Questions or comments about The Teachers Edition? Send them to ED's Teacher Liaison, Laurie Calvert:

Symposium for Male Educators of Color

Left: A breakout session from the May Symposium for male educators of color

Top 5 Quotes

Wisdom from educators heard by ED

5. The other American Soldier: "I am the other American soldier, standing daily in front of my troops, carefully laying out the marching orders for my students to prepare them for the battle which lies ahead of them, that is to be equipped and ready to sustain a living in a country with so many growing problems. I do not take my rank and post lightly and fully understand the importance of my job to the National Security of my Country." (Teacher, in an email message to Arne Duncan)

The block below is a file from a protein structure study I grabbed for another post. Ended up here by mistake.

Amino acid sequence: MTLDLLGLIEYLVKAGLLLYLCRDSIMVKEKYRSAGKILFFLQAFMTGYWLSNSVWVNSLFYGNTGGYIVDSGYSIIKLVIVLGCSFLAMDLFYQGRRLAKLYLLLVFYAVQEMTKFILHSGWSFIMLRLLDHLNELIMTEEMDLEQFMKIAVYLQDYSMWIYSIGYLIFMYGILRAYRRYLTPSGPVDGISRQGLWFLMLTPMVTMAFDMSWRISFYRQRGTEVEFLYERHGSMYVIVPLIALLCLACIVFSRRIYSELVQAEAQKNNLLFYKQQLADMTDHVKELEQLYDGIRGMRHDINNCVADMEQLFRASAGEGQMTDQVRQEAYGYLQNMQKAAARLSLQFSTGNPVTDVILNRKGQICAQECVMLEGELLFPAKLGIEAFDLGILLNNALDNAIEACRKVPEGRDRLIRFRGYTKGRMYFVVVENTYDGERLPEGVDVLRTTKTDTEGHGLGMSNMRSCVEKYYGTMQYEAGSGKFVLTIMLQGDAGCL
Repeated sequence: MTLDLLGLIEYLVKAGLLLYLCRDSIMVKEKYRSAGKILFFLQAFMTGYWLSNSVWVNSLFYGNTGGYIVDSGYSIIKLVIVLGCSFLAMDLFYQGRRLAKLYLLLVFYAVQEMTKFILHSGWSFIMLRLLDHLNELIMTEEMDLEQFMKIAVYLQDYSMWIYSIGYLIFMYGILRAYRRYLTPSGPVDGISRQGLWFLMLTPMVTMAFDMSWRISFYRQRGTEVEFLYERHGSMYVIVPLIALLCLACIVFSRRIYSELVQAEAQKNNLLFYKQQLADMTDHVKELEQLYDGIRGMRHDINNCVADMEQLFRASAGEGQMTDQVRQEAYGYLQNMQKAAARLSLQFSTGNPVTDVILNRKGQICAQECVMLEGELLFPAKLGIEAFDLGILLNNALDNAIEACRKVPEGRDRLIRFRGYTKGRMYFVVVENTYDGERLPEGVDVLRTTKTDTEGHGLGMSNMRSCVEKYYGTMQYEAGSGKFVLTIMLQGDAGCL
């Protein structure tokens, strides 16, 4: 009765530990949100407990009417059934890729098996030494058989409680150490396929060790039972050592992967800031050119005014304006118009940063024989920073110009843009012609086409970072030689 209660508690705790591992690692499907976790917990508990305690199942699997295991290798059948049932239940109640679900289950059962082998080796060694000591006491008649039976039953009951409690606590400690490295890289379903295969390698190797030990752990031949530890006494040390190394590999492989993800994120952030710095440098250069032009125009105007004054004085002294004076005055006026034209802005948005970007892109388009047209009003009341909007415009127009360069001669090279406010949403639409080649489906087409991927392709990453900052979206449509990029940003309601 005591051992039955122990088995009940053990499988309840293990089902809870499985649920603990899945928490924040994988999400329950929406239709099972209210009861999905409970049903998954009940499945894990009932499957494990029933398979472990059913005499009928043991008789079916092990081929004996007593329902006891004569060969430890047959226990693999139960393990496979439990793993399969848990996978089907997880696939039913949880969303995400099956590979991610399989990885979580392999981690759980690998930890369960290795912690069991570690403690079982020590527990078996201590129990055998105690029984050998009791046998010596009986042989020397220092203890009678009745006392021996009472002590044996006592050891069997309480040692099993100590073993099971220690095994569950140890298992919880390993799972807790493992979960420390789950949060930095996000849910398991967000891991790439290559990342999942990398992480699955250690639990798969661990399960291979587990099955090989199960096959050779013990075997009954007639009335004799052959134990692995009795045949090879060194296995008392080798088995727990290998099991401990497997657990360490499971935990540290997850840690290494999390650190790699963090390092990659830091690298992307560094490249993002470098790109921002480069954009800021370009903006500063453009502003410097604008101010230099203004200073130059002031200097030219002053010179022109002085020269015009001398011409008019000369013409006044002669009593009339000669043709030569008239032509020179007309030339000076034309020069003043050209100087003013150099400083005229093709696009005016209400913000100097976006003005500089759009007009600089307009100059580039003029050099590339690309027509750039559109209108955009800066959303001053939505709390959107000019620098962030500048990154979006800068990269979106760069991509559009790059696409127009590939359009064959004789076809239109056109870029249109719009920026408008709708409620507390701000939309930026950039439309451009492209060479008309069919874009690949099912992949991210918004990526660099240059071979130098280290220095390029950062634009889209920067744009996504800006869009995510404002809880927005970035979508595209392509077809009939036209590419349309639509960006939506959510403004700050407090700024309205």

4. "Don't show me another urban model. Just because it worked in Los Angeles, doesn't mean it will work in Hazzard, Kentucky." (Teacher, Kentucky)

3. On why students opting out of testing can hurt a school or a teacher's record: "When parents opt out, often their kids would have done well because they are from homes with high parental involvement and support." (Teacher, Michigan)

2. "There is a misconception that Common Core dictates what we teach in the classroom." (Teacher, Arizona)

1. A Tweet from last week's Teach to Lead Summit: "The challenge w/#teacherleadership isn't being dressed up with no place to go, it's having someplace to STAY, to lead w/o leaving #TTLSummit."